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Category: Windows 10

Testing XPRT compatibility with Windows 11

Last week, Microsoft announced that the Windows 11 GA build will officially launch Tuesday October 5, earlier than the initial late 2021 estimate. The update will start rolling out with select new laptops and existing Windows 10 PCs that satisfy specific system requirements, and only some Windows 10 PCs will be eligible for the update right away. Through a phased Windows Update process, additional Windows 10 PCs will be able to access the update throughout the first half of 2022.

Between the phased Windows 11 rollout and the pledge Microsoft has made to continue Windows 10 support through October 2025, it will likely be a while before the majority of Windows users transition to the new version. We hope the transition period will go smoothly for the XPRTs. However, because we designed three of our benchmarks to run on Windows 10 (HDXPRT 4, TouchXPRT 2016, and AIXPRT), we might encounter compatibility issues with Windows 11.

Over the coming weeks, we’ll be testing HDXPRT 4, TouchXPRT 2016, and AIXPRT on beta versions of Windows 11, and we’ll test again after the GA launch. In addition to obvious compatibility issues and test failures, we’ll note any changes we need to make to our documentation to account for differences in the Windows 11 installation or test processes.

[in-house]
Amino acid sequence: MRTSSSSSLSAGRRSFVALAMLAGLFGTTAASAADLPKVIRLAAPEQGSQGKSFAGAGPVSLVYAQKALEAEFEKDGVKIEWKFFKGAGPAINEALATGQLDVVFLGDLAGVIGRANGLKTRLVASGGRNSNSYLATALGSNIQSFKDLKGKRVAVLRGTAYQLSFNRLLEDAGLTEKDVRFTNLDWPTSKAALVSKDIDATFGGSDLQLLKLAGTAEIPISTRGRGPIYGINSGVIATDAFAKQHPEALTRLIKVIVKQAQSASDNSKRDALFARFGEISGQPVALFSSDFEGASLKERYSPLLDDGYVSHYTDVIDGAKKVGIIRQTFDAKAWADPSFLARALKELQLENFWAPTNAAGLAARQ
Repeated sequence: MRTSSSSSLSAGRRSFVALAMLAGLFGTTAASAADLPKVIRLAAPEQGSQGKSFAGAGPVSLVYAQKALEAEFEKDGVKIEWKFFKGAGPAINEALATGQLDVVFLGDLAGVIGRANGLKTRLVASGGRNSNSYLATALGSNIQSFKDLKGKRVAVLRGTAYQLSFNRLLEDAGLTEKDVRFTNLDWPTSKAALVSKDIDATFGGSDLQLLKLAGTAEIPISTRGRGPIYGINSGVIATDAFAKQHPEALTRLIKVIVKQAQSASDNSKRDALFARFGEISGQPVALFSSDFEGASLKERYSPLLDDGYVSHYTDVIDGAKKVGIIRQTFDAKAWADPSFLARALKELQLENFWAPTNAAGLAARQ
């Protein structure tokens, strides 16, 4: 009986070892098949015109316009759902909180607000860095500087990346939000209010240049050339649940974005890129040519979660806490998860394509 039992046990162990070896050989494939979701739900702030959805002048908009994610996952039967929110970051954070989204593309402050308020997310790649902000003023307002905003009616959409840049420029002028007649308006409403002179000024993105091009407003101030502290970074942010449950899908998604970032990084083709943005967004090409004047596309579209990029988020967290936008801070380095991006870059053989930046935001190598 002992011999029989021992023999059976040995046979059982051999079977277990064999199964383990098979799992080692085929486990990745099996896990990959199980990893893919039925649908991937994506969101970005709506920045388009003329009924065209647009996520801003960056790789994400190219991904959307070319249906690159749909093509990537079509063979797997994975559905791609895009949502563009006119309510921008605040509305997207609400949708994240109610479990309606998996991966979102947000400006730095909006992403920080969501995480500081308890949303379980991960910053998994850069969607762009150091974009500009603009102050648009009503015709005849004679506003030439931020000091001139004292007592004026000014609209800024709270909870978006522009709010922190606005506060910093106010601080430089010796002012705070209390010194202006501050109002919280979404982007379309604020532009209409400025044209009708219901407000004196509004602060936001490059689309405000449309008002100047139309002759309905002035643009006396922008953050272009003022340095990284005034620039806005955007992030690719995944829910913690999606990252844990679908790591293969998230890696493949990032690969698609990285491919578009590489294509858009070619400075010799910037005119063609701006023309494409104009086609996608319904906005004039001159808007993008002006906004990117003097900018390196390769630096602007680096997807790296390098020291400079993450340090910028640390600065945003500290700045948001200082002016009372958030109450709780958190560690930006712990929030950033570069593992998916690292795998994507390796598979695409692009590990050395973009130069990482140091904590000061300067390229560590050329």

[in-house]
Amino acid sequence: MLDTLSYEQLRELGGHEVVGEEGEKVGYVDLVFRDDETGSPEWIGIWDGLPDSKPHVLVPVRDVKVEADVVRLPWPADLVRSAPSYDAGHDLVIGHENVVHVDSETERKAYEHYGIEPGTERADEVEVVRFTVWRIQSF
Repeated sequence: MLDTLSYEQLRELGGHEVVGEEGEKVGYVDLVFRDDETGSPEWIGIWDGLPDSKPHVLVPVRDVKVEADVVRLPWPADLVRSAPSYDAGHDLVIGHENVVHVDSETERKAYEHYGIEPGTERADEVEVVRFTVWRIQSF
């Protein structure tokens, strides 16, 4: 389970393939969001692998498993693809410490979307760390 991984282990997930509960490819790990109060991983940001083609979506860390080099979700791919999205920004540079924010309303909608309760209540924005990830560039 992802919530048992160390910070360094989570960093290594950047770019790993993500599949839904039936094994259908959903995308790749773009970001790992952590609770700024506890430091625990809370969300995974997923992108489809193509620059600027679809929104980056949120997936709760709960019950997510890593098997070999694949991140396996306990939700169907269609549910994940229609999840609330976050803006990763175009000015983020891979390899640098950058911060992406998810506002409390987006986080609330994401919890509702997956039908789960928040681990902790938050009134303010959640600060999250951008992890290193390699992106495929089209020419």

We hope that testers will be able to successfully use all three benchmarks on both OS versions throughout the transition process. If problems arise, we will keep our blog readers informed while exploring solutions. As always, we’re also open to feedback from the community, so if you are participating in the Windows Insider Program and have encountered Windows 11 beta compatibility issues with any of the Windows-focused XPRTs, please let us know!

Justin

Using WebXPRT 3 to compare the performance of popular browsers (Round 3)

In November, we published our WebXPRT 3 browser performance comparison, so we decided it was time to see if the performance rankings of popular browsers have changed in the last nine months.

For this round of tests, we used the same laptop as last time: a Dell XPS 13 7930 with an Intel Core i3-10110U processor and 4 GB of RAM running Windows 10 Home, updated to version 1909 (18363.1556). We installed all current Windows updates and tested on a clean system image. After the update process completed, we turned off updates to prevent them from interfering with test runs. We ran WebXPRT 3 three times each on five browsers: Brave, Google Chrome, Microsoft Edge, Mozilla Firefox, and Opera. For each browser, the score we post below is the median of the three test runs.

In our last round of tests, the four Chromium-based browsers (Brave, Chrome, Edge, and Opera) produced very close scores, though we saw about a four percent lower score from Brave. In this round of testing, performance improved for all four of the Chromium-based browsers. Chrome, Edge, and Opera still produced very close scores, but Brave’s performance still lagged, this time by about seven percent.

Firefox separated itself from the pack with a much higher score and has been the clear winner in all three rounds of testing. During our second round of testing in November, every browser except for Chrome saw slightly slower performance than the first round. In these latest tests, all the Chromium-based browsers produced significantly higher scores than the second round. When discussing browser performance, it’s important to remember that there are many possible reasons for these performance changes—including changes in browser overhead or changes in Windows—and most users may not notice the changes during everyday tasks.